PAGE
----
Fake IPL player doesn't reveal identity as promised

Updated: 21 May 2009 14:30 IST

The blogger, who calls himself a Fake IPL Player, has left everyone guessing by not coming out with the disclosure in what is ostensibly his last post.

Fake IPL player doesn't reveal identity as promised

New Delhi:

After promising to reveal his identity at the end of Kolkata Knight Riders' Indian Premier League campaign, the blogger, who calls himself a Fake IPL Player, has left everyone guessing by not coming out with the much-awaited disclosure in what is ostensibly his last post.

In a video post titled 'FIP RIP', a shadow declares himself to be the fake IPL player.

"This is me the fake IPL player or FIP as you sometimes call me. It's been four weeks, 43 posts and about 70,000 comments till now. Behind all the grease paint, I am just another faceless guy. I grew up in Delhi, where I learnt my art. I have travelled and worked almost all over India," he says.

The blog became wildly popular during the IPL for its hilarious posts on the IPL teams and players. The blogger claimed that he was a fringe player in the Kolkata Knight Riders team who would never get a chance to be in the playing XI.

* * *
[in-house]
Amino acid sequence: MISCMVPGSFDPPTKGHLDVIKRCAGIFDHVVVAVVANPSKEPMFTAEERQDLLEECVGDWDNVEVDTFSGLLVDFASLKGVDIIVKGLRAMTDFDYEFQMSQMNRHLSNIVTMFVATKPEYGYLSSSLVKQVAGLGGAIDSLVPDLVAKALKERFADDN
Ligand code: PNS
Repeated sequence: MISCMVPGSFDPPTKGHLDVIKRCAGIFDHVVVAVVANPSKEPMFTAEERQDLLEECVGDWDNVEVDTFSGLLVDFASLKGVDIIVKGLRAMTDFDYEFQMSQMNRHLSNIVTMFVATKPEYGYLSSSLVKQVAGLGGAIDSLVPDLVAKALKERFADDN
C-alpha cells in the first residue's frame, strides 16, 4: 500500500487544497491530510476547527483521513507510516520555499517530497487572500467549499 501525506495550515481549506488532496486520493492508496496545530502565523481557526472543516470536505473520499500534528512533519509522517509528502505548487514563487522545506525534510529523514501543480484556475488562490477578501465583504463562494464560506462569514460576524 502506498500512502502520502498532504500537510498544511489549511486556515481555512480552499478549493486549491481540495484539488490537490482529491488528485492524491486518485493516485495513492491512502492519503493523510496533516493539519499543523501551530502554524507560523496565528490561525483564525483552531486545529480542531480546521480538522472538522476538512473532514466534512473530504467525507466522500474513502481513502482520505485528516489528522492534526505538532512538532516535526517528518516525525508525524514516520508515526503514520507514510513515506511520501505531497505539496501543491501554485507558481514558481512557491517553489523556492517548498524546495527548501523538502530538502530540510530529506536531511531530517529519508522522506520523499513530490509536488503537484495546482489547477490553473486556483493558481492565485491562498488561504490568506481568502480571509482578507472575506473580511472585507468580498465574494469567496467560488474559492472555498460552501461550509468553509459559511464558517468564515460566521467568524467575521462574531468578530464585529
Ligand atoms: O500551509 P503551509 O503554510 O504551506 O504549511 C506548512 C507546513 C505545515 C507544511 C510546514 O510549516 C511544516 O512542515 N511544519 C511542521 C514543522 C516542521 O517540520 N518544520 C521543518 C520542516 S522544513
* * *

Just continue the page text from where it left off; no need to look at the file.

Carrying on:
His posts ridiculing the Knight Riders and the rest of the IPL teams made him immensely popular among citizens and drew sharp reactions from the KKR management with the team's official website calling the blog an example of "poison-pen writing".

"Actually I grew up on cricket. One of the earlier memories being that of grinning Kapil Dev running back to the pavilion after beating England in the 1983 World Cup semi-final. But somewhere along the faceless journey of life, I happened to get intimately exposed to cricket. From the Kings of Bollywood to the pimps of cricket and vice-versa," FIP says.

Claiming himself to be an insider, the blogger, who had opened an online poll asking citizens whether he should reveal his identity, ultimately stopped short of doing it.

"Yes I am an insider. I am the fly on the wall, the ghost in the darkness.

"Being intimately involved, I think I saw a lot more happening that most people saw on TV. I saw so much. It will probably take me a book or two to spill it all in. But if I actually write a book, I will be history even if my book is not. Still, it is a story that has to be told," says the FIP.



Topics : Cricket Sreesanth
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